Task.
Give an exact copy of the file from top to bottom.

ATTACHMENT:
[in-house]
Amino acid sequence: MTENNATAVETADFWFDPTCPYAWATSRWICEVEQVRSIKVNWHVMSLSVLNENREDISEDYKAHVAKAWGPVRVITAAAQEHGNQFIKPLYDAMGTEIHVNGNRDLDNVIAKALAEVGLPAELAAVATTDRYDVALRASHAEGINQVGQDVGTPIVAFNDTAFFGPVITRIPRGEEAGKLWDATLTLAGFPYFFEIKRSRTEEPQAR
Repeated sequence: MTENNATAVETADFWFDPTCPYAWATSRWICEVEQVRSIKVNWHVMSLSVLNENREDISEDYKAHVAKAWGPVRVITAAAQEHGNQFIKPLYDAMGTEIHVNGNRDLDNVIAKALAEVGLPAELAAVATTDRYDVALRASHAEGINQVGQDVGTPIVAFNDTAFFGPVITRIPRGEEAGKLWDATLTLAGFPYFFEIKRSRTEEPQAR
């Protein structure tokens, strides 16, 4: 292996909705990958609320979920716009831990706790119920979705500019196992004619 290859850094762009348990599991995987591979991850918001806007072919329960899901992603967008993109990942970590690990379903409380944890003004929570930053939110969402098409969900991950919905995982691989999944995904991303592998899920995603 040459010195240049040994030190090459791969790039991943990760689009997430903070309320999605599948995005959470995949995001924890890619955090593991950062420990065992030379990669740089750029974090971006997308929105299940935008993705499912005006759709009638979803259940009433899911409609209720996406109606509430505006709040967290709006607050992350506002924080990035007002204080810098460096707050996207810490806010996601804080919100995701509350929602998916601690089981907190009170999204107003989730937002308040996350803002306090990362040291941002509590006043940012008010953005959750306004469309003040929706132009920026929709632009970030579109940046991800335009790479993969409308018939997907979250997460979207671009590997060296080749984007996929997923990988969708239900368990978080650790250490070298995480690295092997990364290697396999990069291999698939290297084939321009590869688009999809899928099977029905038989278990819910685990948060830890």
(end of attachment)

[in-house]
Amino acid sequence: MTENNATAVETADFWFDPTCPYAWATSRWICEVEQVRSIKVNWHVMSLSVLNENREDISEDYKAHVAKAWGPVRVITAAAQEHGNQFIKPLYDAMGTEIHVNGNRDLDNVIAKALAEVGLPAELAAVATTDRYDVALRASHAEGINQVGQDVGTPIVAFNDTAFFGPVITRIPRGEEAGKLWDATLTLAGFPYFFEIKRSRTEEPQAR
Repeated sequence: MTENNATAVETADFWFDPTCPYAWATSRWICEVEQVRSIKVNWHVMSLSVLNENREDISEDYKAHVAKAWGPVRVITAAAQEHGNQFIKPLYDAMGTEIHVNGNRDLDNVIAKALAEVGLPAELAAVATTDRYDVALRASHAEGINQVGQDVGTPIVAFNDTAFFGPVITRIPRGEEAGKLWDATLTLAGFPYFFEIKRSRTEEPQAR
């Protein structure tokens, strides 16, 4: 292996909705990958609320979920716009831990706790119920979705500019196992004619 290859850094762009348990599991995987591979991850918001806007072919329960899901992603967008993109990942970590690990379903409380944890003004929570930053939110969402098409969900991950919905995982691989999944995904991303592998899920995603 040459010195240049040994030190090459791969790039991943990760689009997430903070309320999605599948995005959470995949995001924890890619955090593991950062420990065992030379990669740089750029974090971006997308929105299940935008993705499912005006759709009638979803259940009433899911409609209720996406109606509430505006709040967290709006607050992350506002924080990035007002204080810098460096707050996207810490806010996601804080919100995701509350929602998916601690089981907190009170999204107003989730937002308040996350803002306090990362040291941002509590006043940012008010953005959750306004469309003040929706132009920026929709632009970030579109940046991800335009790479993969409308018939997907979250997460979207671009590997060296080749984007996929997923990988969708239900368990978080650790250490070298995480690295092997990364290697396999990069291999698939290297084939321009590869688009999809899928099977029905038989278990819910685990948060830890």